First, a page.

The key point here is that the relationship only holds over long periods of time. In any given year, there is virtually no correlation between earnings growth rates and equity market gains. That is why “buy and hold” is a widely accepted investment strategy. If you invest over the long term, the odds are extremely high that earnings and stock prices will rise, and do so at higher rates than other investment alternatives.

I bring this up today because a former CEO of Coca Cola was a guest host on CNBC this morning. He and the CNBC gang discussed the fact that shares of Coke are actually down over the last ten years (since this person left the CEO post), as the chart below shows.

The CNBC commentators were quick to point out that Coke’s earnings have more than doubled over the past decade, but the stock has actually lost value. Does this example support the idea that “buy and hold” is a flawed strategy, or is there something else at work here?

The latter. Coke stock carried a P/E ratio above 50 back in the late 1990’s, during the blue chip bull market. Even when earnings grow dramatically, if P/E ratios are in nose bleed territory, “buy and hold” may not work, as was the case with Coke.

As a result, “buy and hold” does not work blindly. If you dramatically overpay for a stock, there is a good chance that you won’t make any money, even over an entire decade. From my perspective, this does not mean that “buy and hold” is dead (the long term relationship between earnings and stock prices is unchanged), it simply means that valuation is important in determining future stock price returns (statistics show it is the most important, in fact).

The take away from this discussion is that “buy and hold” investors are likely to do very well over the long term, as long as they don’t grossly overpay for an asset. The U.S. stock market in the late 1990’s was more expensive, on a valuation basis, than at any other time in its history. Buyers during that time can’t be saved from their own poor decision of paying too much for a stock, even by a proven long term investment strategy. Unfortunately, most non-professional individual investors don’t focus on valuation when picking stocks for their portfolios, and often pay the price as a result.

Full Disclosure: No position in Coca Cola at the time of writing, but positions may change at any time

After Huge Rally, Market Digests Earnings Season and Bank Capital Raises

With most first quarter earnings reports having already been released, along with bank stress test results, the action in the market has died down considerably. After a 40% rally, the S&P 500 has been consolidating between 875 (a key technical support level) and 930 (the recent high). Such backing and filling is a strong sign. One would expect a pause after such a huge move, and despite the fact that the banks are rushing to issue billion of dollars in new shares, the market is absorbing that new supply fairly well (the stocks are down from their highs but they seem to be building a base and fear has subsided).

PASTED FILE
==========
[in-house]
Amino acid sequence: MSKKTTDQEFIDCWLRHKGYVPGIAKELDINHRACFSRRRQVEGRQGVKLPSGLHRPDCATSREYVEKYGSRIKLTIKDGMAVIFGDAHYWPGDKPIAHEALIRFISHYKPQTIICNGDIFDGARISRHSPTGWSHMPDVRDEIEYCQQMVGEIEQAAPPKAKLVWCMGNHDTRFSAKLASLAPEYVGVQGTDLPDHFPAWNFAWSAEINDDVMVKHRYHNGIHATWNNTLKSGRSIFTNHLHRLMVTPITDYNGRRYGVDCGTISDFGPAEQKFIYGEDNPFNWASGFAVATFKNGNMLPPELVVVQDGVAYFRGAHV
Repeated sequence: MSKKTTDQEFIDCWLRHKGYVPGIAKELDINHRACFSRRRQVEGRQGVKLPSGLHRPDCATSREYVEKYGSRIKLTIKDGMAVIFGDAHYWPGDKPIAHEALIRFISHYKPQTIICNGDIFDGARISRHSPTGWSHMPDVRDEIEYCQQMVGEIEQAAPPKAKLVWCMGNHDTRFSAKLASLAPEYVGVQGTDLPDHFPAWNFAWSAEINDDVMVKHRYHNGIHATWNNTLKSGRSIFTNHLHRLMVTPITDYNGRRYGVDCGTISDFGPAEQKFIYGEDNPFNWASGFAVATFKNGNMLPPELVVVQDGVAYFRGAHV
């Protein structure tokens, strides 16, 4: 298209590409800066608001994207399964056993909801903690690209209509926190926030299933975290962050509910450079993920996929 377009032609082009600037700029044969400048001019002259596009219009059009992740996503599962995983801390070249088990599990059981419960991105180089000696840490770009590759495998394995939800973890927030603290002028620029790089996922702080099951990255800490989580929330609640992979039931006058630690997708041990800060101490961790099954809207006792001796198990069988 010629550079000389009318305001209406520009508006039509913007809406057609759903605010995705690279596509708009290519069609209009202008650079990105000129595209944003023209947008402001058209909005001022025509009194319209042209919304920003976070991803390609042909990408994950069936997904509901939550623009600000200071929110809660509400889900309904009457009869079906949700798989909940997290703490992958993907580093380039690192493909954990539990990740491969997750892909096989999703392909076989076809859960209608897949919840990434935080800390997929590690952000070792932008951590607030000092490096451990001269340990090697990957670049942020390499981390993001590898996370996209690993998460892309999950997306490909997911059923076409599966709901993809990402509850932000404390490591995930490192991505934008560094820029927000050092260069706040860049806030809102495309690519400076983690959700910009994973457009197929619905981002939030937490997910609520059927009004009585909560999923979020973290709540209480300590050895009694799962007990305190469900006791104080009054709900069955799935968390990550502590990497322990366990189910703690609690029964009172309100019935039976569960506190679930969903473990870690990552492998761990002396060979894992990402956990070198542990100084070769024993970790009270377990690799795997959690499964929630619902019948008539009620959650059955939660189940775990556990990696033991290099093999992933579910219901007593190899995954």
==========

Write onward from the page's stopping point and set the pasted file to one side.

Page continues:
As for earnings season, first quarter results largely exceeded reduced expectations. Bulls and bears will continue to debate whether beating those low estimates was a positive or not, but merely stopping the earnings decline would serve to put a floor on stock prices. If the rate of decline in both the economy and corporate profits can decelerate, we could very well see sideways market action for a while. With the S&P 500 up from 666 to nearly 900, that would be welcomed by most investors.

The recent rally has been predicated on the idea that Q4 2008 and Q1 2009 will turn out to be the worst quarters for the economy. If GDP can rise sequentially throughout the year, and turn positive on a year-over-year basis by the fourth quarter, corporate profits will likely have hit a bottom. This scenario is priced into equities, so we really need it to play out that way for the S&P to hold the 900 area in coming months.

There are still plenty of people who are negative on the economy and either don’t think a rebound will occur later in 2009, or if it does, it will be short-lived and we will see even worse times in 2010. If that proves true, we could very well see a retest of the March lows, as the bears are expecting.

Where do I come down? I think there is a decent chance we do not see 666 on the S&P 500 again. By “decent” I mean, say, between 50% and 67%. The rest of 2009 could very well be rocky though, so we could certainly get a correction or two, especially after a 40% rally in the market. As a result, I am holding some cash (10-20% right now in many cases) in order to take advantage of any other leg down if we get it. That cash number will likely increase if the market rally continues and we approach my own fair value estimate (1000-1050 on the S&P).

In general, I think a solid path would be for the market to trade sideways for a while. Digesting the big move we have made, rather than simply seeing another large sell-off (which was the typical course over the last year or so) would send a signal that the worst may be behind us and we can slowly recover. I agree with many who believe an economic recovery will be neither particularly fast, nor violently strong, but simply muddling along with little or no GDP growth would go a long way to supporting stock prices at their current level and take the calls for 600 on the S&P off of the table.